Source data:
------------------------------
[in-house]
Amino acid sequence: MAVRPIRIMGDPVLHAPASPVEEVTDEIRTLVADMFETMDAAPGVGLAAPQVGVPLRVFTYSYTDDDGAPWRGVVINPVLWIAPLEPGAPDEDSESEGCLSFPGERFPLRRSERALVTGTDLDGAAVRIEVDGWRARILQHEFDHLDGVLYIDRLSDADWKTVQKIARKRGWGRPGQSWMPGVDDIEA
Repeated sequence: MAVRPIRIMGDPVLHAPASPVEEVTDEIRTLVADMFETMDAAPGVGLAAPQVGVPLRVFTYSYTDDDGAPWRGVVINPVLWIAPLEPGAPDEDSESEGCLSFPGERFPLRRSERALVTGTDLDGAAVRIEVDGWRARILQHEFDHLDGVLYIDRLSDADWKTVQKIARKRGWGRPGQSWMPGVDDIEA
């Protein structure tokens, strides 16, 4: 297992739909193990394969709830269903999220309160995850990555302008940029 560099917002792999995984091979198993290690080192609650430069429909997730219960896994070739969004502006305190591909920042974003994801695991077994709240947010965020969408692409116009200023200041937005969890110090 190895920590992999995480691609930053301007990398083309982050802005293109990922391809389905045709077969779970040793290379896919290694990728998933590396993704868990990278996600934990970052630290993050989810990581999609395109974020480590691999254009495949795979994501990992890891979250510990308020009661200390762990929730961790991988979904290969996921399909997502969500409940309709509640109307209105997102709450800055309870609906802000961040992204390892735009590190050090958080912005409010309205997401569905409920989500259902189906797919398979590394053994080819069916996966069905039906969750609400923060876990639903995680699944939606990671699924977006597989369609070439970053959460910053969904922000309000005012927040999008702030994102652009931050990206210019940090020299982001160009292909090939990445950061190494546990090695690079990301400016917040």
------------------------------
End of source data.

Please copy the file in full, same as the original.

[in-house]
Amino acid sequence: MAVRPIRIMGDPVLHAPASPVEEVTDEIRTLVADMFETMDAAPGVGLAAPQVGVPLRVFTYSYTDDDGAPWRGVVINPVLWIAPLEPGAPDEDSESEGCLSFPGERFPLRRSERALVTGTDLDGAAVRIEVDGWRARILQHEFDHLDGVLYIDRLSDADWKTVQKIARKRGWGRPGQSWMPGVDDIEA
Repeated sequence: MAVRPIRIMGDPVLHAPASPVEEVTDEIRTLVADMFETMDAAPGVGLAAPQVGVPLRVFTYSYTDDDGAPWRGVVINPVLWIAPLEPGAPDEDSESEGCLSFPGERFPLRRSERALVTGTDLDGAAVRIEVDGWRARILQHEFDHLDGVLYIDRLSDADWKTVQKIARKRGWGRPGQSWMPGVDDIEA
């Protein structure tokens, strides 16, 4: 297992739909193990394969709830269903999220309160995850990555302008940029 560099917002792999995984091979198993290690080192609650430069429909997730219960896994070739969004502006305190591909920042974003994801695991077994709240947010965020969408692409116009200023200041937005969890110090 190895920590992999995480691609930053301007990398083309982050802005293109990922391809389905045709077969779970040793290379896919290694990728998933590396993704868990990278996600934990970052630290993050989810990581999609395109974020480590691999254009495949795979994501990992890891979250510990308020009661200390762990929730961790991988979904290969996921399909997502969500409940309709509640109307209105997102709450800055309870609906802000961040992204390892735009590190050090958080912005409010309205997401569905409920989500259902189906797919398979590394053994080819069916996966069905039906969750609400923060876990639903995680699944939606990671699924977006597989369609070439970053959460910053969904922000309000005012927040999008702030994102652009931050990206210019940090020299982001160009292909090939990445950061190494546990090695690079990301400016917040």